I had a customer say, “When you guys are perfect I’ll talk to you.” Perfect? When I’m perfect I’ll be talking to you. We’ve had discussion a while ago when people said, “Well, what diseases can’t you model?” And I said, “What do you mean?” And they’d say, “Well, there’s not the same amount of data around a CNF disease as there is around diabetes.” And I said, “Think about it this way. When I model any disease, I’ve advanced that disease understanding a little further and then I’ve also started to put in a capability that never existed before.” So we can add value to any disease; it’s just a different level of value prediction. As long as we can provide another way to make a prediction that can be confirmed, can be validated, can be compared, we’re adding value. But if we’re just adding understanding, I don’t think that’s enough value to spend money on.
JR: Do you think pharma’s fear of not having enough compounds is sucking funds away from technology engagements and redirecting them into buying compounds from companies?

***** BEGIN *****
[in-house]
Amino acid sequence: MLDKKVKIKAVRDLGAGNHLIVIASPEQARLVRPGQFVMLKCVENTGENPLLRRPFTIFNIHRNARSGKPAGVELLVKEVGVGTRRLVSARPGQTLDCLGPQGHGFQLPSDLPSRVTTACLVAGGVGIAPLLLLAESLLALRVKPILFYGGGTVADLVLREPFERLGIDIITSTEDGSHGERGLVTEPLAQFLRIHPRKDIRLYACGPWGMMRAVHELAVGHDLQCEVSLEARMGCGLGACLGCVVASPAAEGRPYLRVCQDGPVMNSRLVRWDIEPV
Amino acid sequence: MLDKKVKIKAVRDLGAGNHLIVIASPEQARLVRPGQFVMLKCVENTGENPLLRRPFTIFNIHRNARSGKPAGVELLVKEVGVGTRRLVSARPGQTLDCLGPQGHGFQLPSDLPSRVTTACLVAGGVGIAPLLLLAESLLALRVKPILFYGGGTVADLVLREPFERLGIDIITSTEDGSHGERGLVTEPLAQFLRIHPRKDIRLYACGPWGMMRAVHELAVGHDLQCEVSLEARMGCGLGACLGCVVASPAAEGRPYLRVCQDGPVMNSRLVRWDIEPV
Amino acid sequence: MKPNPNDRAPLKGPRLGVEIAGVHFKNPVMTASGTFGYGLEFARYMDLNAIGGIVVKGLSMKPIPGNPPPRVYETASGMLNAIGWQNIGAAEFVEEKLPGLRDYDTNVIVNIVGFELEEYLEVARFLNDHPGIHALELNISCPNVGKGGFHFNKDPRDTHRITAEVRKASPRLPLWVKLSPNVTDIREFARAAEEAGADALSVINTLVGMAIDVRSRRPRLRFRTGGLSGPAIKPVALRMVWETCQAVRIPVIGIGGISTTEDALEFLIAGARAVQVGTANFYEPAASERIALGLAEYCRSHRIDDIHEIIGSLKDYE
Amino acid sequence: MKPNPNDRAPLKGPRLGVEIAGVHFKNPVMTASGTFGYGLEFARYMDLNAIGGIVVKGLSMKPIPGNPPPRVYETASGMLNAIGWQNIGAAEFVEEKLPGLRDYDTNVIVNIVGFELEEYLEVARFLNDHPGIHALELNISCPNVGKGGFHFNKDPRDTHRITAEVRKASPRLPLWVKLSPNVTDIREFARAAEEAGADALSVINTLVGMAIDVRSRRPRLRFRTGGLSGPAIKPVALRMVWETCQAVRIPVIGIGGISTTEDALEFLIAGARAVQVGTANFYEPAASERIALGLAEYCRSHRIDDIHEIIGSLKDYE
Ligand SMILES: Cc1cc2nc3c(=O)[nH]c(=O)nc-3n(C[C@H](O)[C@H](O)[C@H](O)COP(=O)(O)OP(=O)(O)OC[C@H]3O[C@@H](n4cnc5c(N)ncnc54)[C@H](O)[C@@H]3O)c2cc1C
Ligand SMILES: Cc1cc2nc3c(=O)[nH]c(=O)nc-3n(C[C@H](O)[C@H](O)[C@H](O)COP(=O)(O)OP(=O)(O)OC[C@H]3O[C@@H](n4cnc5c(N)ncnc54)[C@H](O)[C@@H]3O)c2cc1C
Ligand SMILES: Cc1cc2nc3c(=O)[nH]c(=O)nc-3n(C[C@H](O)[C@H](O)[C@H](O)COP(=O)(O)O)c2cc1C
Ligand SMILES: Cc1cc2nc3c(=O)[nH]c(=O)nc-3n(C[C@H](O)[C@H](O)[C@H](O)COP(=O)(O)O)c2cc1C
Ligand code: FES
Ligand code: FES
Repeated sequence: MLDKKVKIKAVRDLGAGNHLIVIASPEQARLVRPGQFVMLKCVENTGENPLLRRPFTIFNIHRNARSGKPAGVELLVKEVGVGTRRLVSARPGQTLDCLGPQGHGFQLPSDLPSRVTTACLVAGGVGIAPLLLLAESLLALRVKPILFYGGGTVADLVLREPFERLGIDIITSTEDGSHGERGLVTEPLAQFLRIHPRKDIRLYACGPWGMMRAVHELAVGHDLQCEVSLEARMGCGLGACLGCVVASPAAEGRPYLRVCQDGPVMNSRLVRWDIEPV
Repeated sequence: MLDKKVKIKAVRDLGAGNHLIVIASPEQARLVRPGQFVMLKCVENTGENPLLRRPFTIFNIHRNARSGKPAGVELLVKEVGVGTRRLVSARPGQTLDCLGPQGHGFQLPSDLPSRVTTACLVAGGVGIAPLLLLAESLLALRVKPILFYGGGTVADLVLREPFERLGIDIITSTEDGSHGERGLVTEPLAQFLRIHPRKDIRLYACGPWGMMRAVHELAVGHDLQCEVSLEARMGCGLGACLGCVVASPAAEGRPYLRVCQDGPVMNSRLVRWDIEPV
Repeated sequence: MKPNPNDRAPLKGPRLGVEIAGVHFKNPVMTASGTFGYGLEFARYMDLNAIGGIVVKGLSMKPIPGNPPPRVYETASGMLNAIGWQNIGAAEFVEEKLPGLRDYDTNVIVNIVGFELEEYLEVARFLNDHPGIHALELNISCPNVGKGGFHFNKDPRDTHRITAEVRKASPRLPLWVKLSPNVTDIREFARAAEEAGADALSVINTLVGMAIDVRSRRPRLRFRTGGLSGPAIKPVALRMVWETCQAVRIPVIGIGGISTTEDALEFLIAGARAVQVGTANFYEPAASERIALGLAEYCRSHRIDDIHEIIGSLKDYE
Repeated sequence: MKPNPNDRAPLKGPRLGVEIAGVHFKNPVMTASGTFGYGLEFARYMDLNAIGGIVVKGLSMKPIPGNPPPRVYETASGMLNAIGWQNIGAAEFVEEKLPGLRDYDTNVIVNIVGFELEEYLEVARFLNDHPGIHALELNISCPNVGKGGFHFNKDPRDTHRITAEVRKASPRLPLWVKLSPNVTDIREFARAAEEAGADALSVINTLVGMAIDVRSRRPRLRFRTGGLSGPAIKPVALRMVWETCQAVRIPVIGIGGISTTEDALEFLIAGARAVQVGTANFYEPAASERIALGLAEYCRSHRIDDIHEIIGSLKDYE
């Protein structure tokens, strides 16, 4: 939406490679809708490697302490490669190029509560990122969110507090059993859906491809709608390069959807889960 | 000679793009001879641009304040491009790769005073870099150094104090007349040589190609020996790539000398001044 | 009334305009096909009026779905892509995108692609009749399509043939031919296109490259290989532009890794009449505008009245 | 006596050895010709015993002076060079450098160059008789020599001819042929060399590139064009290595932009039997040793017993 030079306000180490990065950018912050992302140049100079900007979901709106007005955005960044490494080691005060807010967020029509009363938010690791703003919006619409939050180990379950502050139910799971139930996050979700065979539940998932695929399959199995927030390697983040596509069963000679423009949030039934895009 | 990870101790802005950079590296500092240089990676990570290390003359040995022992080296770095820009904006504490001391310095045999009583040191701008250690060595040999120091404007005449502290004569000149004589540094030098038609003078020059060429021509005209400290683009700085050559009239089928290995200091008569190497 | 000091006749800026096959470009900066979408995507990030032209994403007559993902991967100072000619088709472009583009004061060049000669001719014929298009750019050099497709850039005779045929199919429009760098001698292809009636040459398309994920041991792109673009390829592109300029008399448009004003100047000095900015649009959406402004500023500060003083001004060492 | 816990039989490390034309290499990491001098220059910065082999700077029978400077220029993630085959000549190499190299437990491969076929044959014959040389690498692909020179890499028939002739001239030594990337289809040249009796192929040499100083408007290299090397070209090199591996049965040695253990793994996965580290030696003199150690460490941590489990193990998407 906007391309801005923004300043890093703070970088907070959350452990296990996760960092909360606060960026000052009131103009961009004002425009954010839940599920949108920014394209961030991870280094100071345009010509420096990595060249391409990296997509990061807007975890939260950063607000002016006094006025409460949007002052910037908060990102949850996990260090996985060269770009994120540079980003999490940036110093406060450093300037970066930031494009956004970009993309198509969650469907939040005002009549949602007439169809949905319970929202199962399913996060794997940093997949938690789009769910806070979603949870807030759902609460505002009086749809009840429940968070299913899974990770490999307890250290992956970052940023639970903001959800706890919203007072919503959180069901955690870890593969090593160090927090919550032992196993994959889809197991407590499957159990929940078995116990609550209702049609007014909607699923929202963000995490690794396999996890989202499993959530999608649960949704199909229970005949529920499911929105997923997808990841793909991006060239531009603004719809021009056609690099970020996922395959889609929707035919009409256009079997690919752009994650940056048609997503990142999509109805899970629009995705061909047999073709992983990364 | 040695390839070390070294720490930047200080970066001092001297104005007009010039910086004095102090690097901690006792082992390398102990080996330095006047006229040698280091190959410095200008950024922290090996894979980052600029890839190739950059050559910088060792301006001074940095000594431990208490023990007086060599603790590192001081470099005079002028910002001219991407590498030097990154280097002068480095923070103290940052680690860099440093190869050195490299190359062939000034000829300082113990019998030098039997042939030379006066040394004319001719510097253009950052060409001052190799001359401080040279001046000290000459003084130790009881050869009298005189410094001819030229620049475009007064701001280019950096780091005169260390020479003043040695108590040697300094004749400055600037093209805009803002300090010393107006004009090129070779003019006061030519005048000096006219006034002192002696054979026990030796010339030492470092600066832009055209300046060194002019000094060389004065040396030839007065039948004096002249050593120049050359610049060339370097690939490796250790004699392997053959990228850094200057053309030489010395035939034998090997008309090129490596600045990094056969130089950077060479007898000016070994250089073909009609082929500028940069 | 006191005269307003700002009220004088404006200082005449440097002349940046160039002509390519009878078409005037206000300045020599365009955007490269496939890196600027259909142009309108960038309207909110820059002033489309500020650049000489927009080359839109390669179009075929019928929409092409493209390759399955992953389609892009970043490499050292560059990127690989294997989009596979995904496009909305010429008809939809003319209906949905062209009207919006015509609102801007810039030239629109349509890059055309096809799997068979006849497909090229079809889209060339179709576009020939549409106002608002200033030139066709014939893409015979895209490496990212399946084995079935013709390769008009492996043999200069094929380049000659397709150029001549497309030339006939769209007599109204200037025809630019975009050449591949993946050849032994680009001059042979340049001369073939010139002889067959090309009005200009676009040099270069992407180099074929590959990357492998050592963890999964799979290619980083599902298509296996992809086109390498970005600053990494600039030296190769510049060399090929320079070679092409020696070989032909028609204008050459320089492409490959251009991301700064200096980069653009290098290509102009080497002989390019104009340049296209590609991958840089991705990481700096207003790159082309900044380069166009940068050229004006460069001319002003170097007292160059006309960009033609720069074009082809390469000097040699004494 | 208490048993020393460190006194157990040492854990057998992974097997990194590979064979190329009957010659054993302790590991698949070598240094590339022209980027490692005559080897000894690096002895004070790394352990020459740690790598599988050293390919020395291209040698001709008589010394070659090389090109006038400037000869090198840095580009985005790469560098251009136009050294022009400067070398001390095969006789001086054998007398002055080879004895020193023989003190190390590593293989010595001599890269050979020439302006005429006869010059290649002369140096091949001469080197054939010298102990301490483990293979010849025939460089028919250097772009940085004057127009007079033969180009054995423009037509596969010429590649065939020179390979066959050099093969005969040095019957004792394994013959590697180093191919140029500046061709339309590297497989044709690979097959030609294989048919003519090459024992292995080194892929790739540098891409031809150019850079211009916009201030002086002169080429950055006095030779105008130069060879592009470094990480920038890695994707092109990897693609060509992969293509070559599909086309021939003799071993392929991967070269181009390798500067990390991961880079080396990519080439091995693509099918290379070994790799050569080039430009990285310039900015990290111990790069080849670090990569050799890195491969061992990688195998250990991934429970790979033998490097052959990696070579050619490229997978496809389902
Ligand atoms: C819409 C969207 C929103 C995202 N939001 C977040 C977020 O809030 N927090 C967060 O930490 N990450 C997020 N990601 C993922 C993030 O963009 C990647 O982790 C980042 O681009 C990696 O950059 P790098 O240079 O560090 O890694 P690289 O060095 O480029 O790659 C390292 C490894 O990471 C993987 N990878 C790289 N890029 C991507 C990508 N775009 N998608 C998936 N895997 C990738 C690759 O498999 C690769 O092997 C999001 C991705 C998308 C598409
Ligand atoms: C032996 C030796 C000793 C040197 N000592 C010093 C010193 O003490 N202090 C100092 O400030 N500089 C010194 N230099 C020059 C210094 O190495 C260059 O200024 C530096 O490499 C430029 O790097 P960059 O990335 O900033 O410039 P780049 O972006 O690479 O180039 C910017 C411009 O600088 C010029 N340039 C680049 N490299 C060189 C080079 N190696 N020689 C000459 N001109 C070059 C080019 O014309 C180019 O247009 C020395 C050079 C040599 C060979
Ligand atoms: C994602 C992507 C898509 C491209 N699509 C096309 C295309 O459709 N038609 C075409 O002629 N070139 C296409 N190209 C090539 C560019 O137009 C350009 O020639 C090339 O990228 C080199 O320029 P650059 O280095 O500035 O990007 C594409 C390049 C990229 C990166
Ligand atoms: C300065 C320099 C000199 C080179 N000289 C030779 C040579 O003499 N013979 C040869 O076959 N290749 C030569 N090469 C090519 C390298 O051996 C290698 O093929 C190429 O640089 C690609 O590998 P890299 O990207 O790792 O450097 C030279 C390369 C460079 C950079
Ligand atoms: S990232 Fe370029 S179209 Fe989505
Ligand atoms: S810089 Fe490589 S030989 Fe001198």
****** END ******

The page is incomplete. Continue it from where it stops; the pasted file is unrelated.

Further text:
Karis: Yes. And that is the challenge. I think what’s happening is maybe there’s less money being spent, [but] I don’t think it’s necessarily because people lost confidence in systems biology. I think it’s just where the focus is today... That’s one reason we started to focus more on development because they started asking us to. But it’s clearly because that’s where they’re looking and why we’re looking at trying to take our technology to add value to compounds, create an asset they want.
I remember I was at a conference when I first joined this company and the CEO of a pharma company stood up. It was a room full of technologists, even genome people, everybody else. He said, “I’m looking at a room full of cost centers. Until I get a drug, all you do is cost me money.” I think we forget that sometimes. Right now they need drugs. They need drugs to market. They need sales.